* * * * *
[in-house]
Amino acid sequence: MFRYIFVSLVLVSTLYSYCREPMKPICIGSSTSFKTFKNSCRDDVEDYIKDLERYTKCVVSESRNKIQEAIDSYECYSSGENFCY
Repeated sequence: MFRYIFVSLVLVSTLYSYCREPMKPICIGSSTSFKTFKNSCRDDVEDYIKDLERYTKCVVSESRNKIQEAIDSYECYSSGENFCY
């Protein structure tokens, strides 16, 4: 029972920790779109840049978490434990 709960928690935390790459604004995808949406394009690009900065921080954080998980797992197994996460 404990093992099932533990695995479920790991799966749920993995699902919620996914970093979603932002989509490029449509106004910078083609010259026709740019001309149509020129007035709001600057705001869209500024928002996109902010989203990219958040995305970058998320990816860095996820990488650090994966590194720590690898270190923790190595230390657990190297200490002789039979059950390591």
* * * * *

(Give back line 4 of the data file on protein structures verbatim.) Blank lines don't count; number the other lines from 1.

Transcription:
């Protein structure tokens, strides 16, 4: 029972920790779109840049978490434990 709960928690935390790459604004995808949406394009690009900065921080954080998980797992197994996460 404990093992099932533990695995479920790991799966749920993995699902919620996914970093979603932002989509490029449509106004910078083609010259026709740019001309149509020129007035709001600057705001869209500024928002996109902010989203990219958040995305970058998320990816860095996820990488650090994966590194720590690898270190923790190595230390657990190297200490002789039979059950390591």